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Keyword: plant volatiles

Semiochemicals to enhance herbivory by Diorhabda carinulata aggregations in saltcedar (Tamarix spp.) infestations

Publications Posted on: April 12, 2018
BACKGROUND: Semiochemicals formonitoring, attracting or repelling pest and beneficial organisms are increasingly deployed in agricultural and forest systems for pest management. However, the use of aggregation pheromones and host-plant attractants for the express purpose of increasing the efficacy of classical biological control agents of weeds has not been widely reported.

Sagebrush scent identifies species and subspecies

Science Spotlights Posted on: August 24, 2016
Big sagebrush (Artemisia tridentata) is the dominant plant species across much of the Western U.S. and provide critical habitat and food for many endemic species, including the threatened greater sage-grouse. Sagebrush habitat is imperiled due to disturbances and increased wildfire frequency due to exotic annual grasses. Identification of big sagebrush subspecies is difficult, but critical for successful restoration. Researchers discover that volatiles emitted by sagebrush species and subspecies differ in consistent ways and can be used to accurately identify plants.

Signals of speciation: Volatile organic compounds resolve closely related sagebrush taxa, suggesting their importance in evolution

Publications Posted on: July 15, 2016
Volatile organic compounds (VOCs) play important roles in the environmental adaptation and fitness of plants. Comparison of the qualitative and quantitative differences in VOCs among closely related taxa and assessing the effects of environment on their emissions are important steps to deducing VOC function and evolutionary importance.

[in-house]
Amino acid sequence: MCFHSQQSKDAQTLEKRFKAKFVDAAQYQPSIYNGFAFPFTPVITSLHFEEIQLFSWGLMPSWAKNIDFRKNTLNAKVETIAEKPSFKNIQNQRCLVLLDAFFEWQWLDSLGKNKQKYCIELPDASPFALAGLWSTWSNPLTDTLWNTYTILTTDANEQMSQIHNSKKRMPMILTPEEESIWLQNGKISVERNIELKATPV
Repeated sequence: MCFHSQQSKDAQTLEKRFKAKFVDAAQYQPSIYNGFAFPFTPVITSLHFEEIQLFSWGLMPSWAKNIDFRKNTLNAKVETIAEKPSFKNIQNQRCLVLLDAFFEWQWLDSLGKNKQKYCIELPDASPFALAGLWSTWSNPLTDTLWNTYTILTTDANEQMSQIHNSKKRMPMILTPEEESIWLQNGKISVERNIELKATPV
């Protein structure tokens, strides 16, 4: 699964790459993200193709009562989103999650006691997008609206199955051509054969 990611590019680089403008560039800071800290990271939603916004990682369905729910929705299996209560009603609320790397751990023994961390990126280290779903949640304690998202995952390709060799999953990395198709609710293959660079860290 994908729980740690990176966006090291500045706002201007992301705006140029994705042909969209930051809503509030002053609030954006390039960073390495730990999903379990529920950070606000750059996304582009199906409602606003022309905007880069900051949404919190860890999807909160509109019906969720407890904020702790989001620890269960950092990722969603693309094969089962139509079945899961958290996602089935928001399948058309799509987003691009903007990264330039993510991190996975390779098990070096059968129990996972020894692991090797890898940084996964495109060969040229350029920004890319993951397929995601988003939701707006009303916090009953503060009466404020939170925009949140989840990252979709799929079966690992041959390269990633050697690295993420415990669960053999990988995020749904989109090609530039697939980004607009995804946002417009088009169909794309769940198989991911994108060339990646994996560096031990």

Bark beetles, tree chemistry, and wildfires

Projects Posted on: April 22, 2015
Rocky Mountain Research Station scientists and collaborators are working to determine how bark beetle attacks change the moisture and chemistry of several tree species and how these changes affect flammability. Findings will allow us to improve fire behavior and risk models to better predict and manage wildfires and protect property and human life. 

Plant host finding by parasitic plants: A new perspective on plant to plant communication

Publications Posted on: October 03, 2011
Plants release airborne chemicals that can convey ecologically relevant information to other organisms. These plant volatiles are known to mediate a large array of, often complex, interactions between plants and insects.

Volatile chemical cues guide host location and host selection by parasitic plants

Publications Posted on: January 16, 2009
The importance of plant volatiles in mediating interactions between plant species is much debated. Here, we demonstrate that the parasitic plant Cuscuta pentagona (dodder) uses volatile cues for host location. Cuscuta pentagona seedlings exhibit directed growth toward nearby tomato plants (Lycopersicon esculentum) and toward extracted tomato-plant volatiles presented in the absence of other cues.